A new report from a cannabis industry analyst firm based in Washington, D.C., New Frontier Data, argues that Latin American cannabis is well-positioned to be a big player in the global cannabis industry — and that it is already on the way.
“Since Uruguay in 2014 became the first nation to legalize adult use cannabis, its neighbors throughout the Latin American region have begun in varying degrees to embrace possibilities and policies for reform,” writes Giadha Aguirre de Carcer, founder and CEO of New Frontier Data, in the introduction to its newly released “Latin America Regional Cannabis Report: 2019 Industry Outlook.”
Aguirre continued: “As the international community increasingly addresses cannabis reform… myriad opportunities are manifesting themselves in places where not long ago such activity seemed unimaginable.”
The report states that 13 million of the 600 million people in Latin America use cannabis at least one a year. The report estimates the total market value of cannabis in Latin America, both legal and illicit, to be worth $9.8 billion.
The report was prepared in conjunction with Sao Paulo-based The Green Hub, which bills itself as “the first company focused on leveraging initiatives” in Latin America’s medicinal cannabis market.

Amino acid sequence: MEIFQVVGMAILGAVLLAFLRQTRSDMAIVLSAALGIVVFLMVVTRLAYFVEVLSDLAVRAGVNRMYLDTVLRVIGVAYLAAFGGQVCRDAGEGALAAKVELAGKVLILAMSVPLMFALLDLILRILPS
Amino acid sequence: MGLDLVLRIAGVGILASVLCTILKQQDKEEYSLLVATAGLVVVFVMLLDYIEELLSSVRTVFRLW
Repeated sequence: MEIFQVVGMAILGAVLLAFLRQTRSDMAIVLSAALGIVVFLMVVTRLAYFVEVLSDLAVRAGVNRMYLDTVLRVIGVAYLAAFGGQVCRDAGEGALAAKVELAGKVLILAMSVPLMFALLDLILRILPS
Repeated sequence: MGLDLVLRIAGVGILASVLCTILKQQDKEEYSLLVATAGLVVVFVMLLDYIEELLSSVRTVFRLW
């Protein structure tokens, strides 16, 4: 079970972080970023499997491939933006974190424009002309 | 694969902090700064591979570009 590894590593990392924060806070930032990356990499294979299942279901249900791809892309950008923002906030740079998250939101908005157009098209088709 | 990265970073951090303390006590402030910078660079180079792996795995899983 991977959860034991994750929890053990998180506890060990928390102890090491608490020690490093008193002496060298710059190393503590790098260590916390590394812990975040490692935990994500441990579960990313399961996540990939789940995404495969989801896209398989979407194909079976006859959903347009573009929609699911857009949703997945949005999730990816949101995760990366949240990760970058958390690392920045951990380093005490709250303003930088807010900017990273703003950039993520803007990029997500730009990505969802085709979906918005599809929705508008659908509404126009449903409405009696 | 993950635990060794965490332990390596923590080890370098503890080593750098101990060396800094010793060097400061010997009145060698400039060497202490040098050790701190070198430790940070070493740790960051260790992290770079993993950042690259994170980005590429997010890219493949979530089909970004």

It examines four major markets in the region, and one smaller one with potential to emerge in the coming years. It finds that “Latin America will play an increasingly important role in the evolving global cannabis marketplace, and the legal regulated industry will be a catalyst for economic development, job creation, and new opportunities in healthcare and wellness across the region.”
Uruguay Leads the Way
The report, not surprisingly, starts with Uruguay, the first country on Earth to establish a fully legal adult-use industry. Consumers can access legal cannabis in Uruguay through home cultivation, cannabis clubs or pharmacies. Legal users must register with the Institute for the Regulation and Control of Cannabis (IRCCA) and select one of the three sources as their sole means of access. The IRCCA is about to begin receiving applications for additional commercial producers to supply pharmacies.